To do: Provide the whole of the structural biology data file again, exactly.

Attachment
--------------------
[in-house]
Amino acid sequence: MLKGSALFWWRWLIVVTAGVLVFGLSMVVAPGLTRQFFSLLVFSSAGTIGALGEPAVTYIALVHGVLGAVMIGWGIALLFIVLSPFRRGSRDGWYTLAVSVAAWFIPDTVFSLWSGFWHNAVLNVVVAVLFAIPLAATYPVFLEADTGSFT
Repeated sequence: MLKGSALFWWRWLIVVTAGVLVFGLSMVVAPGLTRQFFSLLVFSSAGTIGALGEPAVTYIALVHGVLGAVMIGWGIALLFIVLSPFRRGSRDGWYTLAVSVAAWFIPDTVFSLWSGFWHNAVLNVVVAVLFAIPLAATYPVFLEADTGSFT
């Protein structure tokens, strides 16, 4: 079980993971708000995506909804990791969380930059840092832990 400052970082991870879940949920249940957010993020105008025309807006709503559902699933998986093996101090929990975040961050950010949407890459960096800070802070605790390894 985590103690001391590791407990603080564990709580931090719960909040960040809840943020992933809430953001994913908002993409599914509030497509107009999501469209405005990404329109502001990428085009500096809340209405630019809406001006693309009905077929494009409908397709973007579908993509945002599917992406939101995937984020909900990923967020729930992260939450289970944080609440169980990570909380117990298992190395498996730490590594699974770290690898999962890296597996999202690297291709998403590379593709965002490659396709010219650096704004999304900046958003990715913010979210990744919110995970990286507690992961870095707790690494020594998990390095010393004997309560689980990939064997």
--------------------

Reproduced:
[in-house]
Amino acid sequence: MLKGSALFWWRWLIVVTAGVLVFGLSMVVAPGLTRQFFSLLVFSSAGTIGALGEPAVTYIALVHGVLGAVMIGWGIALLFIVLSPFRRGSRDGWYTLAVSVAAWFIPDTVFSLWSGFWHNAVLNVVVAVLFAIPLAATYPVFLEADTGSFT
Repeated sequence: MLKGSALFWWRWLIVVTAGVLVFGLSMVVAPGLTRQFFSLLVFSSAGTIGALGEPAVTYIALVHGVLGAVMIGWGIALLFIVLSPFRRGSRDGWYTLAVSVAAWFIPDTVFSLWSGFWHNAVLNVVVAVLFAIPLAATYPVFLEADTGSFT
């Protein structure tokens, strides 16, 4: 079980993971708000995506909804990791969380930059840092832990 400052970082991870879940949920249940957010993020105008025309807006709503559902699933998986093996101090929990975040961050950010949407890459960096800070802070605790390894 985590103690001391590791407990603080564990709580931090719960909040960040809840943020992933809430953001994913908002993409599914509030497509107009999501469209405005990404329109502001990428085009500096809340209405630019809406001006693309009905077929494009409908397709973007579908993509945002599917992406939101995937984020909900990923967020729930992260939450289970944080609440169980990570909380117990298992190395498996730490590594699974770290690898999962890296597996999202690297291709998403590379593709965002490659396709010219650096704004999304900046958003990715913010979210990744919110995970990286507690992961870095707790690494020594998990390095010393004997309560689980990939064997």